Screens and the Classroom
There is a disruptive, seismic shift taking place in the classroom. Literally, the walls around classrooms are being obliterated by modern technology. Due to the nature of this shift, the name given to this form of learning has been wide and varied; disruptive learning, blended learning, assistive learning technology, adaptive learning technology, flipped classroom, blended learning, classroom 2.0, interactive learning, adaptive learning, and the list goes on and on. But the underlying disruptor remains the same, screens. Screens are knocking on the doors of brick and mortar schools, and the level of disruptions are being felt far and wide.
This change is not recent, but the fairly recent widespread use of the internet has really accelerated the rate of adoption, with the mobile web being at the front of this metamorphosis. Many experts are debating whether or not it is healthy to have students sit in front of a screen and essentially learn through a series of algorithms programmed to automatically identify gaps within a student’s learning and adapt to the needs of the learner.
Traditional learning involves a teacher in front of a group of students, while e-learning involves students learning through electronic media. On the other hand blended learning is a combination of traditional face to face instruction and some form of electronic, usually web based, learning through technology that are designed to supplement or enhance what is taking place within the walls of the classroom.
What Forms of Technology Are Involved?
The lay person may be thinking about students fixed on a particular learning technology that has some learning component. However, technology has now advanced to include complex algorithms that are able to predict what a child or learner may need to successfully advance their learning. This form of technology is usually referred to as assistive or adaptive technology. In recent years, technologies such as Dreambox Learning and i-Ready have blossomed on the scene to enhance instruction and fill a need in the market for schools and families who are willing and able to invest in the learning of children. However, the good news is that the cost of the technology is decreasing. With more states adopting the Common Core, more technology companies are now faced with a potentially larger market as the curriculum becomes uniform across the country.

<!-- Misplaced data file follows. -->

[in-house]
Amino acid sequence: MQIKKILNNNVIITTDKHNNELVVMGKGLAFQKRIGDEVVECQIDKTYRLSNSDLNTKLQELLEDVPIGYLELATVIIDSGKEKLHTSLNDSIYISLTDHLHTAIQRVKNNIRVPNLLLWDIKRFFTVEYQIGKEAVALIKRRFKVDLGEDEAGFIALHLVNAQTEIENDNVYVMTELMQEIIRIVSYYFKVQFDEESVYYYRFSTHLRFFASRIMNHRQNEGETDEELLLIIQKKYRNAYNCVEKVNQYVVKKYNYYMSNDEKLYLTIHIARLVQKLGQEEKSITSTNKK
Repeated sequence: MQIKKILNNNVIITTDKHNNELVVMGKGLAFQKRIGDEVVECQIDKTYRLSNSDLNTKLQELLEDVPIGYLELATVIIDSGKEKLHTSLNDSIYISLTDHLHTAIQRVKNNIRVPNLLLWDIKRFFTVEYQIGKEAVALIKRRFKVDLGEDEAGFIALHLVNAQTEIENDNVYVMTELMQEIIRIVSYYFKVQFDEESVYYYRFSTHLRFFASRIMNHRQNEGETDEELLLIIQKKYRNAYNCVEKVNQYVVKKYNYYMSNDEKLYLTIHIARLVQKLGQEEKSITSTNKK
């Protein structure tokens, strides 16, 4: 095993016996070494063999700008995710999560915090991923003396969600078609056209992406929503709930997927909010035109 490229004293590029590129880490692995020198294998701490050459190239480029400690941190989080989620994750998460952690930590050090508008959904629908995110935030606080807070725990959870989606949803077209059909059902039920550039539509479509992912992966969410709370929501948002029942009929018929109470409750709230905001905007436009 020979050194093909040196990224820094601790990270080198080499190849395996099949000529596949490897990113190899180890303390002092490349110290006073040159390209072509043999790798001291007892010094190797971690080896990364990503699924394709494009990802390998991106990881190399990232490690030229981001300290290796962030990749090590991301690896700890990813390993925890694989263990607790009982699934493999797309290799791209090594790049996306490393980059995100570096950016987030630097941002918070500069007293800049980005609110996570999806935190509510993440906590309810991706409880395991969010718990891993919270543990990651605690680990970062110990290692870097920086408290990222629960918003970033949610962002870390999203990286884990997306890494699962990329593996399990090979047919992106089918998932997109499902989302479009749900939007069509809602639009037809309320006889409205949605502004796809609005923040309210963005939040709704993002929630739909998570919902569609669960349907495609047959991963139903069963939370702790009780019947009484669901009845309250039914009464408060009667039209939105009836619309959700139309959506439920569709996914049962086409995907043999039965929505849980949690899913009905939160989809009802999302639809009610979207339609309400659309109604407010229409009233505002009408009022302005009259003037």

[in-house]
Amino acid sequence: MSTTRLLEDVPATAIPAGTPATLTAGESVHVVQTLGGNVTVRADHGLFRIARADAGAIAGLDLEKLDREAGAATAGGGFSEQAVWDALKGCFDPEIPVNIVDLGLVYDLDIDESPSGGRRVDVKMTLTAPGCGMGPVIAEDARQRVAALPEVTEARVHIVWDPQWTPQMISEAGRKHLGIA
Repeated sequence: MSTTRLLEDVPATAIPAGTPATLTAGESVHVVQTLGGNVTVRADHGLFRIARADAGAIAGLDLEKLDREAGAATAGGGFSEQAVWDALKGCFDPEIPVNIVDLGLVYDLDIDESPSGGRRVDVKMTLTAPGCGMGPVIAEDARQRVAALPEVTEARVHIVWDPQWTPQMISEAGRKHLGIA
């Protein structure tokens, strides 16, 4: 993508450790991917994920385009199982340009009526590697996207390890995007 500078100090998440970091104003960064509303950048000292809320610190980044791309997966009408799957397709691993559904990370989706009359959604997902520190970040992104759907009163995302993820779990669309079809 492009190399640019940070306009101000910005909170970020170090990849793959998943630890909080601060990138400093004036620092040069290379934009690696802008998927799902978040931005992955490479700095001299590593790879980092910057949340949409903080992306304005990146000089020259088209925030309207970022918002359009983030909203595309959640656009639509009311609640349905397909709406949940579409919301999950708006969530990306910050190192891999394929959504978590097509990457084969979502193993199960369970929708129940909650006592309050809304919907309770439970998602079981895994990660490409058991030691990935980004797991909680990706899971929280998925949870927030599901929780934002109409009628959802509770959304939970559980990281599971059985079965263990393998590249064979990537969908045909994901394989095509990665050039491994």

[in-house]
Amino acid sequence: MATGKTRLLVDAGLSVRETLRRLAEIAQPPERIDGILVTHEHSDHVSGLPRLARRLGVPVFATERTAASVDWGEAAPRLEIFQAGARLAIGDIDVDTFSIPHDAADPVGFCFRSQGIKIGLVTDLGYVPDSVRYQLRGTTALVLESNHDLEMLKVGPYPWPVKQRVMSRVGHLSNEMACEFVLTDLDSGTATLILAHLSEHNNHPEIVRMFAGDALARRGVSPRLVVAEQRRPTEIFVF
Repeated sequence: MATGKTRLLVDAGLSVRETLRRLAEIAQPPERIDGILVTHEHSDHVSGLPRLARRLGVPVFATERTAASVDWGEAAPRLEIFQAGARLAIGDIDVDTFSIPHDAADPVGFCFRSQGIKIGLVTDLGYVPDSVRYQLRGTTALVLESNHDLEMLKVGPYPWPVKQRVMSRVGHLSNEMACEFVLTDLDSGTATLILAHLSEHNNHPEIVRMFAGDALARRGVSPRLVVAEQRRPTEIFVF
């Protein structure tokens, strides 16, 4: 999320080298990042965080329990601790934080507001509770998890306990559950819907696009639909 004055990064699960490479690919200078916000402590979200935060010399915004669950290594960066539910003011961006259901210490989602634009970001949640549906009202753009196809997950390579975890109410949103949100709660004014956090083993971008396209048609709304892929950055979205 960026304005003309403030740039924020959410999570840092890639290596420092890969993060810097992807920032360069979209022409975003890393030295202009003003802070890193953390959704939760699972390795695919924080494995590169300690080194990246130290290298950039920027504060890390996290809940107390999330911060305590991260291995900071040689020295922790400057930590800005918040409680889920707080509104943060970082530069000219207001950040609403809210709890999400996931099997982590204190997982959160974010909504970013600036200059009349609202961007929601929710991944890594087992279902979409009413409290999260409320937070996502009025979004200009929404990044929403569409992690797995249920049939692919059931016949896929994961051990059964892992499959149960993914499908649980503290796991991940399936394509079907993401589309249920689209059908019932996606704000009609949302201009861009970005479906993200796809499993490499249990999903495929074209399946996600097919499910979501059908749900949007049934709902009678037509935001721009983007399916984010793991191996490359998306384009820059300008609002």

What Do These Technologies Have in Common?
These powerful learning technologies available in classrooms make it easier for teachers to rapidly determine the deficiencies and strengths that students have. With this wealth of information, teachers are able to improve their classroom instruction, assessment and curriculum by effectively utilizing the data provided by such learning software. For example, teachers can effectively diagnose a student’s learning to determine their current level of academic development. After their levels have been determined, teachers and administrators can then obtain data that can increase the effectiveness of the level of differentiated instruction students may need to be successful. Since the passing of the No Child Left Behind Legislation, many schools have been scrambling to develop measures that will allow them to effectively and efficiently identify students that may be at risk of not passing rigorous state-level assessments. Therefore, these technologies will allow schools to better serve the needs of all students by adapting to their level of development. Therefore, students who are high performers may be able to partake in activities that will both challenge and advance them at the same time. Struggling students may benefit from the technology by accurately identifying learning deficiencies that may be impeding their performances.